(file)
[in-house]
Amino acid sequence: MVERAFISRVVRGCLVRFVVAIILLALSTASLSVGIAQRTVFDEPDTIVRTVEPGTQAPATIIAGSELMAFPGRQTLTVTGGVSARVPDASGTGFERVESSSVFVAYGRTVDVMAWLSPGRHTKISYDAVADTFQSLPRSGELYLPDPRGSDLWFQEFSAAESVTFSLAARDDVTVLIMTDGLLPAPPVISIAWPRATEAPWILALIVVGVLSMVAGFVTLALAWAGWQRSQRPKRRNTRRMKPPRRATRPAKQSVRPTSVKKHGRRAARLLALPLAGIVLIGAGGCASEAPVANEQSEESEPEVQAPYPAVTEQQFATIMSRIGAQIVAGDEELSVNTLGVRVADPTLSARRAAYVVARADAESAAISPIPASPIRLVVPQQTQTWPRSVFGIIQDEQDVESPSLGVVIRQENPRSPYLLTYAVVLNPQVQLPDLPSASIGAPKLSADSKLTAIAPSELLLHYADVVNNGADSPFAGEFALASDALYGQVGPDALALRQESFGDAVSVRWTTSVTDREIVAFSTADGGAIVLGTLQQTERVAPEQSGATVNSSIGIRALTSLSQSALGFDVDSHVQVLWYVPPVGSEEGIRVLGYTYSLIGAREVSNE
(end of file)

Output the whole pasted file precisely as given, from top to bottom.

[in-house]
Amino acid sequence: MVERAFISRVVRGCLVRFVVAIILLALSTASLSVGIAQRTVFDEPDTIVRTVEPGTQAPATIIAGSELMAFPGRQTLTVTGGVSARVPDASGTGFERVESSSVFVAYGRTVDVMAWLSPGRHTKISYDAVADTFQSLPRSGELYLPDPRGSDLWFQEFSAAESVTFSLAARDDVTVLIMTDGLLPAPPVISIAWPRATEAPWILALIVVGVLSMVAGFVTLALAWAGWQRSQRPKRRNTRRMKPPRRATRPAKQSVRPTSVKKHGRRAARLLALPLAGIVLIGAGGCASEAPVANEQSEESEPEVQAPYPAVTEQQFATIMSRIGAQIVAGDEELSVNTLGVRVADPTLSARRAAYVVARADAESAAISPIPASPIRLVVPQQTQTWPRSVFGIIQDEQDVESPSLGVVIRQENPRSPYLLTYAVVLNPQVQLPDLPSASIGAPKLSADSKLTAIAPSELLLHYADVVNNGADSPFAGEFALASDALYGQVGPDALALRQESFGDAVSVRWTTSVTDREIVAFSTADGGAIVLGTLQQTERVAPEQSGATVNSSIGIRALTSLSQSALGFDVDSHVQVLWYVPPVGSEEGIRVLGYTYSLIGAREVSNE